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CASE STUDY: Going Large in the International Markets: Qatar Issues Massive Us$9bn Bond

The State of Qatar’s landmark US$9bn triple-tranche bond beat market expectations and marked the sovereign’s first return to the bond market since 2012. It was also the third largest emerging market bond to date.

Jan 24, 2017 // 3:29PM

Deal At A Glance

Deal Type: Senior  Unsecured Bond

Deal Structure: 144a/Reg S Bond

Issuer: State of Qatar (via Ministry of Finance)

Governing Law: UK Law

Listing: Luxemburg

Global Coordinators and Bookrunners: HSBC, JPMorgan, MUFG, QNB Capital

Bookrunners: al khaliji, Bank of America Merrill Lynch, Barclays, Deutsche Bank, Mizuho, SMBC Nikko

Legal Adviser to Issuer: White & Case

Legal Adviser to Bookrunners: Skadden

Size: US$9bn

Issue Date: May 2016

Maturity Date: (a) June 2021, (b) June 2026,  (c) June 2046

Yield: (a) 2.375%, (b) 3.25%, (c) 4.625%

Reoffer price: (a) 98.924%, (b) 98.963%,  (c) 97.606%

Spread: (a) MS+125bp / UST+120bp, (b) MS+165bp / UST+150bp, (c) MS+260bp / UST+210bp

Use of Proceeds: To help fund the state budget


The State of Qatar sought to tap the international capital markets in a bid to fund a widening budget deficit (US$12.5bn) generated by lower than anticipated oil revenues. The sovereign’s goal was to access liquidity from a broad range of global investors at competitive market prices, and re-establish its credit curve after a three year absence from the markets.

What was originally expected to be a circa US$5bn bond issuance nearly doubled in size off the back of strong demand from nearly 900 accounts. On 25 May, the State of Qatar issued a whopping US$9bn bond with tranches maturing in 5, 10 and notably, 30 years, generating over US$22bn in orders from global investors.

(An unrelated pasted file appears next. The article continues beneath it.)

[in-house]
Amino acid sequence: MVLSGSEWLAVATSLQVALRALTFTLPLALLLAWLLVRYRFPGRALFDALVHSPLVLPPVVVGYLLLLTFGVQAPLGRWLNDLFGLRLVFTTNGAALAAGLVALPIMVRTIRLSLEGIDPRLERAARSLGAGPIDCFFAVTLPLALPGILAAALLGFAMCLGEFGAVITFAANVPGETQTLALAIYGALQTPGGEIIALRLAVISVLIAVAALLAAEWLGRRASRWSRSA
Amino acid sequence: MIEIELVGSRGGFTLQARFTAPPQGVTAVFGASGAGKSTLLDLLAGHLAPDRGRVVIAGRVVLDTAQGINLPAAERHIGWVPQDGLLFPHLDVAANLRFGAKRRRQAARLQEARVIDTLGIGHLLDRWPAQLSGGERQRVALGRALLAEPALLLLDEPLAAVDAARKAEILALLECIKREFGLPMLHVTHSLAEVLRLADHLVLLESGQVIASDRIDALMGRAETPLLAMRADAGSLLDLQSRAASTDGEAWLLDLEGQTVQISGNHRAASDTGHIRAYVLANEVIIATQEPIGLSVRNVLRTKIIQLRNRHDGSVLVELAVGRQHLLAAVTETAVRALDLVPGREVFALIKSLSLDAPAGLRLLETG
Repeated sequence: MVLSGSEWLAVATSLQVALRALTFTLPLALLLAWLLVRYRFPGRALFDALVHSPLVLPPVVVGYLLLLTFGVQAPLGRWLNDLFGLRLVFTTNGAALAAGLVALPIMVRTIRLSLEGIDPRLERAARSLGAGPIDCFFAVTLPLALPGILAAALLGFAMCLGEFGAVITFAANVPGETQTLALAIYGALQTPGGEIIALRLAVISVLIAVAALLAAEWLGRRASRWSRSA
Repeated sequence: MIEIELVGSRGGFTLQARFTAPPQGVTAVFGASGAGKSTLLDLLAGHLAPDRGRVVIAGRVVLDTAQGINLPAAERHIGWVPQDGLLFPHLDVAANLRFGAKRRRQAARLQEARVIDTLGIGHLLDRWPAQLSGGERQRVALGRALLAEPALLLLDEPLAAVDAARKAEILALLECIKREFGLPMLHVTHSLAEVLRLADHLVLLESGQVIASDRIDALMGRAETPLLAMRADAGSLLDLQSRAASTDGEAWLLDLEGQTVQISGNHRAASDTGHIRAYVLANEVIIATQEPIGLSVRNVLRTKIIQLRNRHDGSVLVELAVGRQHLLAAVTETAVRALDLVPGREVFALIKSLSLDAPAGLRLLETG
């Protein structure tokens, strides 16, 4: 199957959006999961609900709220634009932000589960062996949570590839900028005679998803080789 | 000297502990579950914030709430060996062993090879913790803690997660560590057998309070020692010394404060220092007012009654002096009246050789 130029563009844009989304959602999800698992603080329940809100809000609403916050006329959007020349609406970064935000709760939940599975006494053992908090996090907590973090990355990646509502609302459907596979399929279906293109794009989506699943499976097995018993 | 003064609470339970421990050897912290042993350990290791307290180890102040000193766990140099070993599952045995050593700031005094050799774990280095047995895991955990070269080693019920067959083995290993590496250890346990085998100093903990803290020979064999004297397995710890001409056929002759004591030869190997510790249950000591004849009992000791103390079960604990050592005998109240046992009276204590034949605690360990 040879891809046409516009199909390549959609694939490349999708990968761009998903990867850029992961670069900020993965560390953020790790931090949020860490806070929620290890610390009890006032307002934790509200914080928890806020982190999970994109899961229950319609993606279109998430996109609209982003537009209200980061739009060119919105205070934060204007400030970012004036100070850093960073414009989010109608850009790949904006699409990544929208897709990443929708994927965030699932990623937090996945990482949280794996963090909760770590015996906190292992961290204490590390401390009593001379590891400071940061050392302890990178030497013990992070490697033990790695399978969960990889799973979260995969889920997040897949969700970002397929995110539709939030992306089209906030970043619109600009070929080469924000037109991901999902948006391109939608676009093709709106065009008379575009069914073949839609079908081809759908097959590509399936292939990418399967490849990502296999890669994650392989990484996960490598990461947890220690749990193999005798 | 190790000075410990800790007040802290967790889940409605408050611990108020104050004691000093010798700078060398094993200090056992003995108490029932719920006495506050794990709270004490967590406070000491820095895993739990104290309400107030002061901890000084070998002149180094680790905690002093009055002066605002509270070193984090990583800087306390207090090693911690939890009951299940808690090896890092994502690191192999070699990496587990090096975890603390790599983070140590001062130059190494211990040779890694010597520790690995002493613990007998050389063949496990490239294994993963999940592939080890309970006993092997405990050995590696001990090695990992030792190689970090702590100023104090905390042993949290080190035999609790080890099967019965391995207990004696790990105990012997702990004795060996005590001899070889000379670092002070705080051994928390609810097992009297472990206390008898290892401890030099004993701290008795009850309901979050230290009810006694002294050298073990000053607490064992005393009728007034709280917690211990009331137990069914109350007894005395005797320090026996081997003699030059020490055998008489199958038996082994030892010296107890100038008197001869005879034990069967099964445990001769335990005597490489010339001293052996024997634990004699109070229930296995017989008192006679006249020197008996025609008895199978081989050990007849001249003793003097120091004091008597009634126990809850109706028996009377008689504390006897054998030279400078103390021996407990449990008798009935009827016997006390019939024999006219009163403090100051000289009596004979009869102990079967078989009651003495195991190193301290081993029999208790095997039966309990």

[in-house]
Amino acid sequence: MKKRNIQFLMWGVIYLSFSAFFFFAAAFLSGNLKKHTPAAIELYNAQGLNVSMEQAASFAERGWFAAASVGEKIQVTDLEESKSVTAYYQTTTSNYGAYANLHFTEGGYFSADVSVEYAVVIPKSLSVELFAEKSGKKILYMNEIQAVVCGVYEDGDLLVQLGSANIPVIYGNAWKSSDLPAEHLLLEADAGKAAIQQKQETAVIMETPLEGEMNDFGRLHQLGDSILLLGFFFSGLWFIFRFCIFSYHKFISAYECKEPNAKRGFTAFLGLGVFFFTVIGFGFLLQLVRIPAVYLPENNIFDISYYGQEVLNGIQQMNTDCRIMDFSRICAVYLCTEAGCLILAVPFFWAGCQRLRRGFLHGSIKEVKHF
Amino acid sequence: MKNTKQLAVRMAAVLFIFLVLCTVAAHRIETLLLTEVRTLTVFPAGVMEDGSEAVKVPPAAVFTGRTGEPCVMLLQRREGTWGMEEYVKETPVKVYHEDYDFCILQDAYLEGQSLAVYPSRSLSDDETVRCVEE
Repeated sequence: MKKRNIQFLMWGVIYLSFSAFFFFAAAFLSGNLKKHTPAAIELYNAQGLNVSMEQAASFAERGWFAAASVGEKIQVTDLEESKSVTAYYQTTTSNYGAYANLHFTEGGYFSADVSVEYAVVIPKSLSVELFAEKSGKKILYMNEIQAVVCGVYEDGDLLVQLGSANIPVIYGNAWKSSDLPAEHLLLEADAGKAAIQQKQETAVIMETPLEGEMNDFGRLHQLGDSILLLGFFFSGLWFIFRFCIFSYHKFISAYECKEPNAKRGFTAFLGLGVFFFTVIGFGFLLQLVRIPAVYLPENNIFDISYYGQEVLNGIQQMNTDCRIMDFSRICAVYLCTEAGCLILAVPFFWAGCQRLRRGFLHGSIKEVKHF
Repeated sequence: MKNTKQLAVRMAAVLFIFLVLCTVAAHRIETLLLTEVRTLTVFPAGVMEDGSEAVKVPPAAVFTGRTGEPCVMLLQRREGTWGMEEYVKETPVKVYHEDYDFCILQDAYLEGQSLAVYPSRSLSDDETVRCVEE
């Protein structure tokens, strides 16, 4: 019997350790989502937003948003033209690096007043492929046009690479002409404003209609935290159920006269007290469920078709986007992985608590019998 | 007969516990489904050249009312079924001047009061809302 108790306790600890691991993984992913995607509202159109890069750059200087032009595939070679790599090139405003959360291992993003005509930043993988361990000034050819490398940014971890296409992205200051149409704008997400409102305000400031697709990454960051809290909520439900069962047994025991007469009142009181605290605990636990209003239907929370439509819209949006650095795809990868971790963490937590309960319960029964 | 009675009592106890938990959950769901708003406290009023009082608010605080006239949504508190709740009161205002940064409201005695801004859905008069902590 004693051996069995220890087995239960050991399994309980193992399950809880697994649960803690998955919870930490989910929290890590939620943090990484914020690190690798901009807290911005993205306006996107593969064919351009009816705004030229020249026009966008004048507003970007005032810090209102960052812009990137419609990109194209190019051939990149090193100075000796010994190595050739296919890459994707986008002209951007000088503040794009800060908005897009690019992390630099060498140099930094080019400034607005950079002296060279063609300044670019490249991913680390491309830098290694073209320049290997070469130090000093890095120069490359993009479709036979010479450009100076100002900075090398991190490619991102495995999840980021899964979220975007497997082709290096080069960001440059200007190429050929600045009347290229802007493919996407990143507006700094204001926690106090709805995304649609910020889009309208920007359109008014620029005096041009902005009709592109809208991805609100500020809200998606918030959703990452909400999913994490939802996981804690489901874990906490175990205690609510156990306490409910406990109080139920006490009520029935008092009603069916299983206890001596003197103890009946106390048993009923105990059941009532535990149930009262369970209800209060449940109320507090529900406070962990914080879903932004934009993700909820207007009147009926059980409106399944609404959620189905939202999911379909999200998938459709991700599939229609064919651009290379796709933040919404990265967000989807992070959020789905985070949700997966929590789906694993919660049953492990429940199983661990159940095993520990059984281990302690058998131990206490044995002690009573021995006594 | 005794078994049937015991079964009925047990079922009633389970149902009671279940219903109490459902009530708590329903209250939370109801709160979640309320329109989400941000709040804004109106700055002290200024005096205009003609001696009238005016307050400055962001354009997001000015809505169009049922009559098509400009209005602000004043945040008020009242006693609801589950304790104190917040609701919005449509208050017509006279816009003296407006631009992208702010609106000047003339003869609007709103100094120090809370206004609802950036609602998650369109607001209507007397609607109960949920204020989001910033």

Transaction Breakdown

A deal roadshow and bookbuilding process in May spanned all four dominant investor regions including physical roadshows in Asia, Europe and the US and a targeted four-day roadshow in Hong Kong, Los Angeles, Singapore, Boston, New York and London.

After being well-received and generating over US$20bn in orders from nearly 760 accounts, the sovereign launched the US$9bn triple-tranche trade with the 5, 10 and 30 year tranches carrying initial price thoughts (IPT) of MS+140bp, MS+180bp, and MS+280bp respectively.

The depth and breadth of the orderbook allowed the sovereign to tighten pricing by 20bp on the 5 and 30-year tranches, and by 15bp on the 10-year tranche. The 5, 10 and 30-year tranches priced at MS+125bp / UST+120bp, MS+165bp / UST+150bp, and MS+260bp / UST+210bp respectively.

The notes generated a final orderbook of nearly US$22bn from approximately 900 accounts and represented the largest CEEMEA bond offering to date, trading well in the secondary market.

One novel aspect of the deal was the inclusion of a 30-year tranche, which significantly impacted the volume achievable, the profile of the transaction, and the quality of investors involved. The 5-year tranche saw fund managers allocated 40%, insurance pension funds 6%, banks and private banks 39%, and agency & central banks 15% of the notes. The 10-year tranche saw fund managers pick up 31%, banks and private banks 52%, agencies and central banks 5%, and insurers & pension funds 12%. The 30-year tranche saw fund managers pick up 54%, banks and private banks 10%, agency & central banks 1%, and insurers & pension funds 35%.

In terms of geography, 50% of the 5-year notes were allocated to accounts in the US, 10% in MENA, 10% in Asia, 15% in Europe, and 15% in the UK. About 55% of the 10-year notes were allocated to accounts in the US, 5% in MENA, 10% in Asia, 10% in Europe, and 20% in the UK. Roughly 53% of the 30-year tranche was picked up by accounts in the US, 5% in MENA, 12% in Asia, 10% in Europe, and 20% in the UK.

Middle East

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